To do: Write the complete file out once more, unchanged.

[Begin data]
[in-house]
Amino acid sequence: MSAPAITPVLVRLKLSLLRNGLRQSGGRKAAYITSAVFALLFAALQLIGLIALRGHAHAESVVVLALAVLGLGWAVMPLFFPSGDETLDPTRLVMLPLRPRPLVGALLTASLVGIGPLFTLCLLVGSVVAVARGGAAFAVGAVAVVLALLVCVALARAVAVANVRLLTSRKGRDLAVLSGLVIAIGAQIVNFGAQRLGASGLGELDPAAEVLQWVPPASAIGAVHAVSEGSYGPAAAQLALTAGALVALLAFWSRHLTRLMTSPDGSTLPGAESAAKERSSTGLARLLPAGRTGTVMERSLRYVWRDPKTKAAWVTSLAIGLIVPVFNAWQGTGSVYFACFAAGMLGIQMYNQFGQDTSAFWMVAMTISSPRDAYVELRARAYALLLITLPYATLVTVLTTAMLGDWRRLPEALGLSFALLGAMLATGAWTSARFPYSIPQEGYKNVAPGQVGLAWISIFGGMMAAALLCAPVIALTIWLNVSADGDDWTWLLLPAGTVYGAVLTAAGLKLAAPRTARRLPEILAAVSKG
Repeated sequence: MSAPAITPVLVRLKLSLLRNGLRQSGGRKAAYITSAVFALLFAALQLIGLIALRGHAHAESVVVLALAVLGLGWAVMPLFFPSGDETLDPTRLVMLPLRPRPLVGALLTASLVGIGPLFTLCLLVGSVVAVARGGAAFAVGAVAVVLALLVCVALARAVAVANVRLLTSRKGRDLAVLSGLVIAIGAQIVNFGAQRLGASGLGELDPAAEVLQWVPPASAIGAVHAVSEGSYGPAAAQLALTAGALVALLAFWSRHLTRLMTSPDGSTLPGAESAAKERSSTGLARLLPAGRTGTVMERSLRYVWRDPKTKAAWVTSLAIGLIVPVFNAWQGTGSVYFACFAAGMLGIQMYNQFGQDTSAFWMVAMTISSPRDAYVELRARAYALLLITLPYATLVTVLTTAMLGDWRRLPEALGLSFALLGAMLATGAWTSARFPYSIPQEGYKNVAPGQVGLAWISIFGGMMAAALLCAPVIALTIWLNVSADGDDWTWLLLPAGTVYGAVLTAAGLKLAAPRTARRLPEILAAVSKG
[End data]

[in-house]
Amino acid sequence: MSAPAITPVLVRLKLSLLRNGLRQSGGRKAAYITSAVFALLFAALQLIGLIALRGHAHAESVVVLALAVLGLGWAVMPLFFPSGDETLDPTRLVMLPLRPRPLVGALLTASLVGIGPLFTLCLLVGSVVAVARGGAAFAVGAVAVVLALLVCVALARAVAVANVRLLTSRKGRDLAVLSGLVIAIGAQIVNFGAQRLGASGLGELDPAAEVLQWVPPASAIGAVHAVSEGSYGPAAAQLALTAGALVALLAFWSRHLTRLMTSPDGSTLPGAESAAKERSSTGLARLLPAGRTGTVMERSLRYVWRDPKTKAAWVTSLAIGLIVPVFNAWQGTGSVYFACFAAGMLGIQMYNQFGQDTSAFWMVAMTISSPRDAYVELRARAYALLLITLPYATLVTVLTTAMLGDWRRLPEALGLSFALLGAMLATGAWTSARFPYSIPQEGYKNVAPGQVGLAWISIFGGMMAAALLCAPVIALTIWLNVSADGDDWTWLLLPAGTVYGAVLTAAGLKLAAPRTARRLPEILAAVSKG
Repeated sequence: MSAPAITPVLVRLKLSLLRNGLRQSGGRKAAYITSAVFALLFAALQLIGLIALRGHAHAESVVVLALAVLGLGWAVMPLFFPSGDETLDPTRLVMLPLRPRPLVGALLTASLVGIGPLFTLCLLVGSVVAVARGGAAFAVGAVAVVLALLVCVALARAVAVANVRLLTSRKGRDLAVLSGLVIAIGAQIVNFGAQRLGASGLGELDPAAEVLQWVPPASAIGAVHAVSEGSYGPAAAQLALTAGALVALLAFWSRHLTRLMTSPDGSTLPGAESAAKERSSTGLARLLPAGRTGTVMERSLRYVWRDPKTKAAWVTSLAIGLIVPVFNAWQGTGSVYFACFAAGMLGIQMYNQFGQDTSAFWMVAMTISSPRDAYVELRARAYALLLITLPYATLVTVLTTAMLGDWRRLPEALGLSFALLGAMLATGAWTSARFPYSIPQEGYKNVAPGQVGLAWISIFGGMMAAALLCAPVIALTIWLNVSADGDDWTWLLLPAGTVYGAVLTAAGLKLAAPRTARRLPEILAAVSKG